When it comes to the barrier islands, there’s much more to consider than the stretch of sand along the oceanfront—the full barrier-island system includes the layers of sediment buried beneath the island as well as the marshes and lagoon behind it. Each of these components interacts with the others as barriers islands grow, erode, and move in response to sea-level rise. Explaining this key relationship was the focus of an Eastern Shore workshop held in Wachapreague Nov. 9.
The workshop brought together local and regional leaders with an interest in the barrier-island system, where researchers from a Regional Mid-Atlantic Sea Grant Research Project focused on Delmarva’s barrier-island systems presented their research and the new model they developed. This workshop was the second of two regional workshops for stakeholders to learn about the group’s research.
One of the workshop’s leaders, Chris Hein, presented his Virginia Sea Grant-funded research on the barrier islands, along with Justin Shawler, a VASG Graduate Research Fellow and Hein’s PhD student, along with researchers from universities in Maryland, Delaware, and New Jersey.
“I think we’ve learned a lot from this research study, and hopefully now we’ve been able to share that with the people who are actually making the decisions and doing the work out there,” Hein, an assistant professor at the Virginia Institute of Marine Science (VIMS), says.
Workshop participants were able to operate the model to look at possible future changes on Cedar and Parramore Islands. After entering information like the width of the barrier island, its marshes, and the lagoon behind it, model users get a visual representation of how the barrier system may change over the course of decades or centuries. The model also shows the influence of sediment deposits, wind, sea-level rise, and the overwash of sand from the front to back of the island.
“Though still simplifying their actual shape, the model simulates some real-world barrier island dynamics: it allows them not just to move, but to grow higher or lower, to shrink to erode to expand, and the marshes to do the same things on the backside as well,” Hein says. “That’s something that’s very new for these types of models, and allows us the ability to project into the future what will happen instead of just looking at past shoreline change.”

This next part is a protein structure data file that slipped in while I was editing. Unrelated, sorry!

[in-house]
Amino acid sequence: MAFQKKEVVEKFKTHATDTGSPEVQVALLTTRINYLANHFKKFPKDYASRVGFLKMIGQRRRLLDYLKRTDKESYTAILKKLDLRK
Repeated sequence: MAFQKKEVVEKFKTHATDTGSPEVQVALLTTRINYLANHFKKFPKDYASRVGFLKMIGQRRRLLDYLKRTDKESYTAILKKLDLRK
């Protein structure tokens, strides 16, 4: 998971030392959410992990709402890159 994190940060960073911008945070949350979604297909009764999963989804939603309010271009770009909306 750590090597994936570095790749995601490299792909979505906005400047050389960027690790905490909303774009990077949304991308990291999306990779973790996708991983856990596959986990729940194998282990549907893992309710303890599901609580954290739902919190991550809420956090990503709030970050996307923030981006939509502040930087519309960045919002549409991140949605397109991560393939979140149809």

The researchers also discussed the scientific principles embedded in the model. Plants help marshes build up by depositing organic matter into the soil and holding sediment in place with their root systems, but if the water levels rise too quickly, the plants will die and the marsh will disappear. The marshes behind barrier islands, in turn, can help prevent sand from washing over the island and dissipating in the lagoon.
Without the marshes, barrier island erosion and migration toward the mainland shore will accelerate. The islands’ futures are also influenced by sand that erodes off of coastal cliffs in Delaware or Maryland and is carried to Virginia’s barrier system by storms or by waves.
Without the marshes, barrier island erosion and migration toward the main shore will accelerate. The islands’ futures are also influenced by sand that erodes off of coastal cliffs in Delaware or Maryland and is carried to Virginia’s barrier system by storms or by waves.
"This is the type of connectivity along the entire coast that we need to be thinking of, and it doesn't stop at the state border, nor does it stop at the jurisdictional boundaries,” Hein emphasizes.
These workshops were an important first step in bringing the science to the community, and the research team plans to continue outreach in the future. Hein says he hopes to incorporate the barrier system model into The Nature Conservancy's coastal resilience tool and share the scientific information with other resilience planners.In the meantime, Curt Smith, director of planning for the Accomack-Northampton Planning District Commission and a co-leader of the workshop, added that the model will be immediately useful for a number of planning initiatives, including the Eastern Shore of Virginia Climate Adaptation Working Group.
“Without that information available, the land managers on the islands and in the coastal systems here just have not had the ability to include it in their management decisions,” Smith says. “We hope that the model will present an opportunity to provide some utilities for some of this new information."
Written by Madeleine Jepsen | Virginia Sea Grant
Video and photos by Aileen Devlin | Virginia Sea Grant
“It allows barrier islands not just to move, but to grow higher or lower, to shrink to erode to expand, and the marshes to do the same things on the backside as well,” Hein says.
These workshops were an important first step in bringing the science to the community, and the research team plans to continue outreach in the future.